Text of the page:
Understanding tubal occlusion I did a hysterosalpingogram which shows that I have tubal occlusion. What does this mean?A hysterosalpingogram(HSG) is an X-ray that outlines the cavity of the uterus and the Fallopian tubes. It is an investigation that is usually done in a woman who is unable to conceive despite being sexually active two to three times per week for one year. The Fallopian tubes being occluded means that they are blocked and nothing can pass along the length of the tubes. The ends of the Fallopian tubes need to be healthy to pick up the egg once it is released from the ovary. It is then pulled into the cavity of the Fallopian tube. The sperm then travels up through the cervix and makes its way up to the Fallopian tube where it is fertilised and then travels back into the uterine cavity for implantation and development. If the lumen of the Fallopian tube is blocked, then the egg cannot meet the sperm, and if it does, then the embryo gets stuck in the Fallopian tube because of the damaged lining of the tube. The Fallopian tube can become blocked or occluded by pelvic inflammatory disease which is usually caused by gonorrhoea or chlamydia from sexual intercourse. Failure to treat these infections early can result in inflammation and damage to the tubes, causing them to become blocked. Occlusion of the Fallopian tube can result in infertility, and if pregnancy occurs the risk of ectopic pregnancy is very high. An ectopic pregnancy is a life-threatening emergency, since the Fallopian tubes can rupture and cause internal bleeding resulting in shock and death from blood loss.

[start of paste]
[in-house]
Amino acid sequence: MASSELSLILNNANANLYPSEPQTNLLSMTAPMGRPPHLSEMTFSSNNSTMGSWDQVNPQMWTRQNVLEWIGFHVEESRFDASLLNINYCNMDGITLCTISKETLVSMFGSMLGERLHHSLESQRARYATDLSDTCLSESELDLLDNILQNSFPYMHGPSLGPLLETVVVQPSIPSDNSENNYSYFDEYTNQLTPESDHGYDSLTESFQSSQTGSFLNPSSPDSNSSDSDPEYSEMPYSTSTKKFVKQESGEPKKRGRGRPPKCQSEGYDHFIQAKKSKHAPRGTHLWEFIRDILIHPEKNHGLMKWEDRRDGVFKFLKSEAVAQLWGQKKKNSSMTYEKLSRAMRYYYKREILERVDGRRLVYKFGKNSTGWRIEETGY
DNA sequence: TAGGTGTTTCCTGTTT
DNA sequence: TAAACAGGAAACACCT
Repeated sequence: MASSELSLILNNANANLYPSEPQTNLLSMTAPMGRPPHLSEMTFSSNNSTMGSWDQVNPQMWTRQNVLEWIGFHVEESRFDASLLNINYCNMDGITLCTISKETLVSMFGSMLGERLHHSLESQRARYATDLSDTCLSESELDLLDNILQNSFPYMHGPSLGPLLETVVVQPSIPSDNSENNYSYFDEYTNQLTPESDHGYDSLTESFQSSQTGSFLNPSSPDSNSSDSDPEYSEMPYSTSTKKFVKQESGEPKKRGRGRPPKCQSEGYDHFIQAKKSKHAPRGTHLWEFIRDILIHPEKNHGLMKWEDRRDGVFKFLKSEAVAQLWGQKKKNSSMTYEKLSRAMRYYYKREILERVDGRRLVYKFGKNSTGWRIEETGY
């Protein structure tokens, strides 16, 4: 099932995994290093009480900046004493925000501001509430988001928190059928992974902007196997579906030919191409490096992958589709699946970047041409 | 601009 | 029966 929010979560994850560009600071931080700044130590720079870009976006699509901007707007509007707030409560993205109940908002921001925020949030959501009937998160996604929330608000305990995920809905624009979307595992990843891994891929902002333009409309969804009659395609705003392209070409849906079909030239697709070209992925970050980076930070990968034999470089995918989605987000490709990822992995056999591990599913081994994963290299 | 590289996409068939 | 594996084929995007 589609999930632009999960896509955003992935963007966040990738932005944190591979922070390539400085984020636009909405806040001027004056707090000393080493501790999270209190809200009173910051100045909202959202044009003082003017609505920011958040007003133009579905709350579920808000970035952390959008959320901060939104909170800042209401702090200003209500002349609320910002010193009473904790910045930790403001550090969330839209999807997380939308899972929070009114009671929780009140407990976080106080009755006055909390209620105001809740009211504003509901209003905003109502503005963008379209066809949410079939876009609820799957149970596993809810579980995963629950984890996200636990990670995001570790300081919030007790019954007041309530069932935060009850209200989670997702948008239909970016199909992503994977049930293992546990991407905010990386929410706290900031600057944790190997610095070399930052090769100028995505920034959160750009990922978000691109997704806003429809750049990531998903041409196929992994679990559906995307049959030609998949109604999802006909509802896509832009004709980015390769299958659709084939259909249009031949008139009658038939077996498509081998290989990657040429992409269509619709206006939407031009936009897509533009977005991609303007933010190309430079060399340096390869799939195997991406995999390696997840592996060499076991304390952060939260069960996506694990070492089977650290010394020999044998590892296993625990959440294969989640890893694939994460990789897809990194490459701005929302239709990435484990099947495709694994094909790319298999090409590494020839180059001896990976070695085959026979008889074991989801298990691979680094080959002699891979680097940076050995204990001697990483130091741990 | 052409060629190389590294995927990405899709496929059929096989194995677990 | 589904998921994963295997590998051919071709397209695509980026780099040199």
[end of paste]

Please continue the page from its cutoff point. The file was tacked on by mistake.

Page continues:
Blocked tubes can sometimes be repaired by doing an operation to remove the blockage. If the tube is severely damaged, then it will have to be removed. In this case, in vitro fertilisation (IVF) has to be done. The egg is removed from the woman under ultrasound guidance, and then the sperm is removed from the male partner. They are then fertilised in the laboratory and put back into the uterine cavity, thus bypassing the blocked Fallopian tubes. This procedure is available locally at the Fertility Management Unit at the University Hospital of the West Indies. Tubal surgery and IVF can lead to a good outcome. Consult your doctor who will do the appropriate referral if this is necessary.
Dr Sharmaine Mitchell is an obstetrician and gynaecologist. Send questions via e-mail to firstname.lastname@example.org; write to All Woman, 40-42 1/2 Beechwood Ave, Kingston 5; or fax to 968-2025. All responses are published. Dr Mitchell cannot provide personal responses. DISCLAIMER: The contents of this article are for informational purposes only and must not be relied upon as an alternative to medical advice or treatment from your own doctor. ...